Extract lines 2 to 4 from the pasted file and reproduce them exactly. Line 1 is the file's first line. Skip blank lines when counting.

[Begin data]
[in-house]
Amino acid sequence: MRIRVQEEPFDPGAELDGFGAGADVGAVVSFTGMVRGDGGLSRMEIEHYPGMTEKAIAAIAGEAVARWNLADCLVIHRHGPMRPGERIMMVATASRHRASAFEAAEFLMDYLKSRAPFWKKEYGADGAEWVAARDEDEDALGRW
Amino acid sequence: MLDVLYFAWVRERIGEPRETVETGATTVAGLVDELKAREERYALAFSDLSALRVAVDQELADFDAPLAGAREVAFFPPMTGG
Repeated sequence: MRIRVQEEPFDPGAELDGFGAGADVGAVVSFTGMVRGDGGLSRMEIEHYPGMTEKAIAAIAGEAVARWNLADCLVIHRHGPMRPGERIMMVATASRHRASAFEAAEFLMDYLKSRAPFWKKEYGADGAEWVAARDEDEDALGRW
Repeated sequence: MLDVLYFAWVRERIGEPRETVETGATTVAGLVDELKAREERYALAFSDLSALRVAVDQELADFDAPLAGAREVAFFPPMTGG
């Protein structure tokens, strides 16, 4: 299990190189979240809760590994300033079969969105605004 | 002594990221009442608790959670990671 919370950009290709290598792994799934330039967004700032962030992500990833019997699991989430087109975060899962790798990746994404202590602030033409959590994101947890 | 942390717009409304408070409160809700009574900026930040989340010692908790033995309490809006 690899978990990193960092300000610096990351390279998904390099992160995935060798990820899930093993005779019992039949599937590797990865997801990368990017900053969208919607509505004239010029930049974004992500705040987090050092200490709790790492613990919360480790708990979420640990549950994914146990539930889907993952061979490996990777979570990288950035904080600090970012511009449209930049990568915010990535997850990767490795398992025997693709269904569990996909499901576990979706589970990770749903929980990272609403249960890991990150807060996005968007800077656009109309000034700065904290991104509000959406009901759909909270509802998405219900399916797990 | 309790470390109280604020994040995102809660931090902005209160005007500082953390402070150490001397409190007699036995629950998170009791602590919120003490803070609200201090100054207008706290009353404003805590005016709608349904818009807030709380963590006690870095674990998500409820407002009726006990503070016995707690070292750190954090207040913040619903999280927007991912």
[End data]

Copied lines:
Amino acid sequence: MRIRVQEEPFDPGAELDGFGAGADVGAVVSFTGMVRGDGGLSRMEIEHYPGMTEKAIAAIAGEAVARWNLADCLVIHRHGPMRPGERIMMVATASRHRASAFEAAEFLMDYLKSRAPFWKKEYGADGAEWVAARDEDEDALGRW
Amino acid sequence: MLDVLYFAWVRERIGEPRETVETGATTVAGLVDELKAREERYALAFSDLSALRVAVDQELADFDAPLAGAREVAFFPPMTGG
Repeated sequence: MRIRVQEEPFDPGAELDGFGAGADVGAVVSFTGMVRGDGGLSRMEIEHYPGMTEKAIAAIAGEAVARWNLADCLVIHRHGPMRPGERIMMVATASRHRASAFEAAEFLMDYLKSRAPFWKKEYGADGAEWVAARDEDEDALGRW